Imbibing the Text, Transforming the Body, Perceiving the Patient: Cultivating Embodied Knowledge for Tibetan Medical Diagnosis Open Access

Tidwell, Tawni (Fall 2017)

Permanent URL: https://etd.library.emory.edu/concern/etds/kp78gg36g?locale=en
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Abstract

Tibetan medical diagnostics provide a powerful lens for understanding embodied expertise among Tibetan physicians. This investigation probes the transmission and practice of Tibetan medical diagnosis as a gateway to understanding the epistemic grounds for Tibetan conceptions of illness and healing. Participatory research as a student at two major sites for Tibetan medical training, Men-Tsee-Khang in north India and at Sorig Loling in Amdo, focused on the role of embodied knowledge in diagnosis along two analytic dimensions, namely physician as embodied diagnostic instrument, and patient as embodying disease processes. Training of physicians as diagnostic instrument is elucidated using biocultural methods, Mauss’s notion of habitus, and understandings of enacted cognition, memory, metaphor, and visualization from cognitive neuroscience. Disease processes embodied in the patient are tracked through a bioecocultural model of development and logics of biomarkers. Grounded theory from seventh century Buddhist logician Dharmakīrti’s approach to valid cognition—pramāṇa theory–acts as interlocutor with Western scholarship on these dimensions.

This work challenges common assumptions about “rote memorization” and pedagogical values in Western education. It suggests that memorization, recitation, metaphor, and learning through praxis generate a conceptual-perceptual dialectic that drives processes cultivating embodied knowledge transmission. For the Tibetan physician, “methods of becoming” are “methods of diagnosis” by developing the senses, training the mind, and sculpting the physician’s skilled body as vessel and instrument for diagnosis and healing. Rigorous practice and associated self cultivation form the grounds for acquisition of expertise. This project documents a distinctive approach to medical education that simultaneously fosters rigorous medical knowledge and humanistic skills with distinctive diagnostic and therapeutic value.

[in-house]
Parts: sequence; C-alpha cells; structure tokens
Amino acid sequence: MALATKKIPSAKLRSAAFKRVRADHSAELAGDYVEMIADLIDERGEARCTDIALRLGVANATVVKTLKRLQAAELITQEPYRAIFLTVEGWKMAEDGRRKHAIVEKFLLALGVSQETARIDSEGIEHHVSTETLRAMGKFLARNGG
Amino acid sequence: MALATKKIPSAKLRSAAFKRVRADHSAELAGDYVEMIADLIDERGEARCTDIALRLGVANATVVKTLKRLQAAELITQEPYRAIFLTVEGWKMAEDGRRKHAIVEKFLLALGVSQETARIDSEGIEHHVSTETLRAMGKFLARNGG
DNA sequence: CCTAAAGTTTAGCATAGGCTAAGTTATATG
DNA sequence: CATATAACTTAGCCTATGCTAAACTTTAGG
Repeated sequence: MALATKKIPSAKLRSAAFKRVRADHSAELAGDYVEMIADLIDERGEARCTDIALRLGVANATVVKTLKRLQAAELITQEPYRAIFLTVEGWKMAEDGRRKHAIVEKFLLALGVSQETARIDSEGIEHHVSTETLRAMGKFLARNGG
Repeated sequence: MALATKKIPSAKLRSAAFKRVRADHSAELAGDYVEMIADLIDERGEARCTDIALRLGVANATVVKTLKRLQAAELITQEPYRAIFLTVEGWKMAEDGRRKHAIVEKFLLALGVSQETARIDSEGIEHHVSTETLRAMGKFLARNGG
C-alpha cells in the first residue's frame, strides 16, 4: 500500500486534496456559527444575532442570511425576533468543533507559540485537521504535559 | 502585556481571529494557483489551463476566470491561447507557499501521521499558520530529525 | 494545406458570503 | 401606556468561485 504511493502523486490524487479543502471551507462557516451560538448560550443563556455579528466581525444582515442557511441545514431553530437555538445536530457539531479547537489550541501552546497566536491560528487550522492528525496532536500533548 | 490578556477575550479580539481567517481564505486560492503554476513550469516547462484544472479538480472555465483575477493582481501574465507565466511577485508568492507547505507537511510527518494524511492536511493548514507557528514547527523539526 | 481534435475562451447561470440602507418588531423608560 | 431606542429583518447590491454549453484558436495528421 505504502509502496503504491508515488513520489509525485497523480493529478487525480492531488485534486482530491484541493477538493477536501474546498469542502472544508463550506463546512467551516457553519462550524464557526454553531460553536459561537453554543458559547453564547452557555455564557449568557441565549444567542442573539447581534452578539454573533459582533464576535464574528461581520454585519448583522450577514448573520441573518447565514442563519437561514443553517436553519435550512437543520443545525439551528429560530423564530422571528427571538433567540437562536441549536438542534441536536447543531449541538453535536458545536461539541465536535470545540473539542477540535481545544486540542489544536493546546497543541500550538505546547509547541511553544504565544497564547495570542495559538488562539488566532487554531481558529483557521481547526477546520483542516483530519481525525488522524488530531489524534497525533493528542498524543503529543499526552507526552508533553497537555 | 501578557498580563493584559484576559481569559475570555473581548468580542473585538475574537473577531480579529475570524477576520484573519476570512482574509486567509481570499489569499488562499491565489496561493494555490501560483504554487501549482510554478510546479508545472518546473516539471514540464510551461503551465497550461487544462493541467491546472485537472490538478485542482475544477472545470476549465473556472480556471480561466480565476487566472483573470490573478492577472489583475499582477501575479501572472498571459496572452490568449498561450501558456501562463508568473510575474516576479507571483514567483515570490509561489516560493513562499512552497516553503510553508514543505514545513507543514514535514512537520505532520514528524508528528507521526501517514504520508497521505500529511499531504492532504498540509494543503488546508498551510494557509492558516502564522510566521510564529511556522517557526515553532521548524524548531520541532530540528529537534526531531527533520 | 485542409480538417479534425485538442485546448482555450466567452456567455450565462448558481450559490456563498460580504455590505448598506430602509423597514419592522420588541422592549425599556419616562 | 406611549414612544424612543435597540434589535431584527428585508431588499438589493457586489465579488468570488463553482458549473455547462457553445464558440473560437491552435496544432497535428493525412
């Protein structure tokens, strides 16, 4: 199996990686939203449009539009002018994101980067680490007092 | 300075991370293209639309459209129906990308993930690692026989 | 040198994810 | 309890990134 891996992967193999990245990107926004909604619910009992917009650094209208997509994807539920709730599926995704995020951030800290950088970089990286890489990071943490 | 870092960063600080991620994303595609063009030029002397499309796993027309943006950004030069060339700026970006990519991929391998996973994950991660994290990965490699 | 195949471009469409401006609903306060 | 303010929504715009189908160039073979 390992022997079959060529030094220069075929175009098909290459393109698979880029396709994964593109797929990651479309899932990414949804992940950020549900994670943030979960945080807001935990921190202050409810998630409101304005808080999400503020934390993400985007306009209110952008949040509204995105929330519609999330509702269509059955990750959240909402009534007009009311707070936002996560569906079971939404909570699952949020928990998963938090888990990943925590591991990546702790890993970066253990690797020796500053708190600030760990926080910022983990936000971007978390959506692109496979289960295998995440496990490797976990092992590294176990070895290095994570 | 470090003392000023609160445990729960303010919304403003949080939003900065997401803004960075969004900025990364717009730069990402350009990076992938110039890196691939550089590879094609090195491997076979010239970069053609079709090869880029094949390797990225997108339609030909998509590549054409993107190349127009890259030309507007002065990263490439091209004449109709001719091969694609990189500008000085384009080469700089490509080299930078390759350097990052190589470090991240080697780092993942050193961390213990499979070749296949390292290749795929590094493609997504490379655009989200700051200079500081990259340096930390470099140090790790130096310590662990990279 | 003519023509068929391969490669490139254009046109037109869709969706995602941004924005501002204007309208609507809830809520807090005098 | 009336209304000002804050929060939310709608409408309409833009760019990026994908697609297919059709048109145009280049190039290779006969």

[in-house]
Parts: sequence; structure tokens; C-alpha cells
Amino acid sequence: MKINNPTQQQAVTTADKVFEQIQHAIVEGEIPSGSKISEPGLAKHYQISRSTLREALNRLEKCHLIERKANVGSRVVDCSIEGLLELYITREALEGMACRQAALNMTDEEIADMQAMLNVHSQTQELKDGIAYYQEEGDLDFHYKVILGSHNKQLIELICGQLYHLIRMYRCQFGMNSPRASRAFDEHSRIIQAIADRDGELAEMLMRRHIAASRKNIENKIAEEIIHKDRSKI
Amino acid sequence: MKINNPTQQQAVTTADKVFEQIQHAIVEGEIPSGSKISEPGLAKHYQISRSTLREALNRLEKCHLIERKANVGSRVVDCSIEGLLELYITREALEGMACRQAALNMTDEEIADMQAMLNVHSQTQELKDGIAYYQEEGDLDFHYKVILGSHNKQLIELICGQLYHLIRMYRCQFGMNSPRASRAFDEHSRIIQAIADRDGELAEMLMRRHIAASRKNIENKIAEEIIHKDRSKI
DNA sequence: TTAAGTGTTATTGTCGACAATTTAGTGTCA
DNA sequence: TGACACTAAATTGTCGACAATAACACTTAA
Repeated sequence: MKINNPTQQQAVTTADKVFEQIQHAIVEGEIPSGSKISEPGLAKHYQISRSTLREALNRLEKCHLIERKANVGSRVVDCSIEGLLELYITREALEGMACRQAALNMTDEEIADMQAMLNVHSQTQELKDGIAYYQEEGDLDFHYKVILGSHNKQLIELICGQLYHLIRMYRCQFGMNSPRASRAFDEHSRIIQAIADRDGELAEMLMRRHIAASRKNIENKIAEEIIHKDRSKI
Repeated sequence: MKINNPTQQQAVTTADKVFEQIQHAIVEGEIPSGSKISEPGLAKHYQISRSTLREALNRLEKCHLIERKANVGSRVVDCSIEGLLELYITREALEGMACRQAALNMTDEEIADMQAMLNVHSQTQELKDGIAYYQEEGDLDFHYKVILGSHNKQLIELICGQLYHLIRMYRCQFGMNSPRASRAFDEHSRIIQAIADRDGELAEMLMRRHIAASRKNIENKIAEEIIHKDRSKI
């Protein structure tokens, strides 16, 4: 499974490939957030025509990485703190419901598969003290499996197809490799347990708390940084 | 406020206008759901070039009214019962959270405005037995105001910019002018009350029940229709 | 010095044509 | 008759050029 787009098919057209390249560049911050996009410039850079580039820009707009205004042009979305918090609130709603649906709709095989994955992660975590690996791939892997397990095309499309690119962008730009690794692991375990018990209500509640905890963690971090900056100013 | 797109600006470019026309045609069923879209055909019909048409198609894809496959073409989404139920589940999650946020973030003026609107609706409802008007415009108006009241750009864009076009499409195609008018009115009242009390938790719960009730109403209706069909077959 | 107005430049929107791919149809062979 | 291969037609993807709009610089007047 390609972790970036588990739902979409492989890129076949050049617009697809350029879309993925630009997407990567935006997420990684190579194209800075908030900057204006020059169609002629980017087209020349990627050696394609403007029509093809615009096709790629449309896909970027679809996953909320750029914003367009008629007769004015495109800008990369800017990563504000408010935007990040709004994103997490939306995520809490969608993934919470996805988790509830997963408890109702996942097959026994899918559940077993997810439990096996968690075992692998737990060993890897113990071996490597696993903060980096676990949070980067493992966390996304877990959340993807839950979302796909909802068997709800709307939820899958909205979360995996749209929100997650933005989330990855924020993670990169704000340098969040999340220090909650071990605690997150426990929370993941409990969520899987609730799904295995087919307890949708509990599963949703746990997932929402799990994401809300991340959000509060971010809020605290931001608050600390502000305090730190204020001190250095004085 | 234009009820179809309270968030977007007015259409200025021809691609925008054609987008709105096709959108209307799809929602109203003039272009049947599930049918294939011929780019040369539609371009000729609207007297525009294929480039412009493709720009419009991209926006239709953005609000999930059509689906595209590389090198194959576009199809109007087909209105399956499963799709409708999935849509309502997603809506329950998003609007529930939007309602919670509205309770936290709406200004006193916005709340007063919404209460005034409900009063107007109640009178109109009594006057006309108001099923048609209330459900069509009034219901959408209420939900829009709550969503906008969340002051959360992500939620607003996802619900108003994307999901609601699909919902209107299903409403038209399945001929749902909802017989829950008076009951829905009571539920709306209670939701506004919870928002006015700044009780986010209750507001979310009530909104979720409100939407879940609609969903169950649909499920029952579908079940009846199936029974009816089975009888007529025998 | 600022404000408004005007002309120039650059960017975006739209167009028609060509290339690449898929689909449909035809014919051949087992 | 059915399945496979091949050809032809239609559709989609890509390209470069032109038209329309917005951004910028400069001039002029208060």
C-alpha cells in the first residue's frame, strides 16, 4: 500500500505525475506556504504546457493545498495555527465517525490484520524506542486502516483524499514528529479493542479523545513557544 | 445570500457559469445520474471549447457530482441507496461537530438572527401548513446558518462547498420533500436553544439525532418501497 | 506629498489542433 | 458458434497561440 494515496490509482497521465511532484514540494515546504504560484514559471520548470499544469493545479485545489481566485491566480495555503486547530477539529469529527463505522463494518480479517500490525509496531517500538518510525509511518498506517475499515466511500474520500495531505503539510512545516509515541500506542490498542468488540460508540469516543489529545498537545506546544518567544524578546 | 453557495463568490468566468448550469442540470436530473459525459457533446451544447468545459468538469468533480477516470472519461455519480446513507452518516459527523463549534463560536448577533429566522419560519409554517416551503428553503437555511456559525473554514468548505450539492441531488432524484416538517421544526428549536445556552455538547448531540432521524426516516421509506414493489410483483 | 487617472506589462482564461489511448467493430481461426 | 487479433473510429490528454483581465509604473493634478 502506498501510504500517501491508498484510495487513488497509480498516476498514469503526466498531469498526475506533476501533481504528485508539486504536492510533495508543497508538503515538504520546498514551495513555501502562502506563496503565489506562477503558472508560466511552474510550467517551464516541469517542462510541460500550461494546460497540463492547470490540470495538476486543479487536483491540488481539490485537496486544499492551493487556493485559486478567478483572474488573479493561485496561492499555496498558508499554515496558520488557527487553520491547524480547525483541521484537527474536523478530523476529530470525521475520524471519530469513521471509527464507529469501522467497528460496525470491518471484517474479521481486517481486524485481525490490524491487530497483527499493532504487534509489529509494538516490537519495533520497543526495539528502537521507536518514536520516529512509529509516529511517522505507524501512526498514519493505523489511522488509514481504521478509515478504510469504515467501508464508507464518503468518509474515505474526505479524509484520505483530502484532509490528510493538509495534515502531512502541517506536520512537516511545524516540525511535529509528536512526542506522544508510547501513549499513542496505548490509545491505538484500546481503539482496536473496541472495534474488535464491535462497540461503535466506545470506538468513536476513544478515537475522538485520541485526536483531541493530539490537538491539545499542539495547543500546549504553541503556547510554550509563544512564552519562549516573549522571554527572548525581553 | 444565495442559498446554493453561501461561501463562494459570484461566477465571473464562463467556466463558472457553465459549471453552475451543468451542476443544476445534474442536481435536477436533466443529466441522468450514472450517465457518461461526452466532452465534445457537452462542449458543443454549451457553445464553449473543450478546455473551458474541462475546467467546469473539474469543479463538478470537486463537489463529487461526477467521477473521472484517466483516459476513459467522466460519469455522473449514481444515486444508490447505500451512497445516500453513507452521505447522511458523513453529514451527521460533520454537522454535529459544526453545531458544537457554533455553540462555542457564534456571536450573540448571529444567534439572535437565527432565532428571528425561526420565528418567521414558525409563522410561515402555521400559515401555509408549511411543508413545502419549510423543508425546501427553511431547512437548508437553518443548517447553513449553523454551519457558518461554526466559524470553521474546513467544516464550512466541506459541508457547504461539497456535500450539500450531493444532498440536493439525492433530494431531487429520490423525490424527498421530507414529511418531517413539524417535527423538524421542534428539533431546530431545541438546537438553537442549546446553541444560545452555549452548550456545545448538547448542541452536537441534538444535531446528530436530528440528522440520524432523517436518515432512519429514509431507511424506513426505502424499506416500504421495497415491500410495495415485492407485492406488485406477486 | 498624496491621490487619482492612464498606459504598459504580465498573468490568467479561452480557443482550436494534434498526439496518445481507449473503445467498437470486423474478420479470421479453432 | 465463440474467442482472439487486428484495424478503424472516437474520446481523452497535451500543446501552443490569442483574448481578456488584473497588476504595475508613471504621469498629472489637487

Table of Contents

List of Figures, Diagrams, and Tables

Notes on Translation and Technical Terms

 

Introduction…………………………………………………………………………………1

   Part I. Modes of Inquiry………..…………………………………………..………………………8

Participant Observation

Auto-Ethnography

Grounded Theory

   Part II. Methodological Approach……..…………………………………………………………12

Text as Key Informant

   Part III. Mechanics and Context……..……………………………………………………………19

Methodology……..……………………………………………………………..……19

Participant-observation

Textual analysis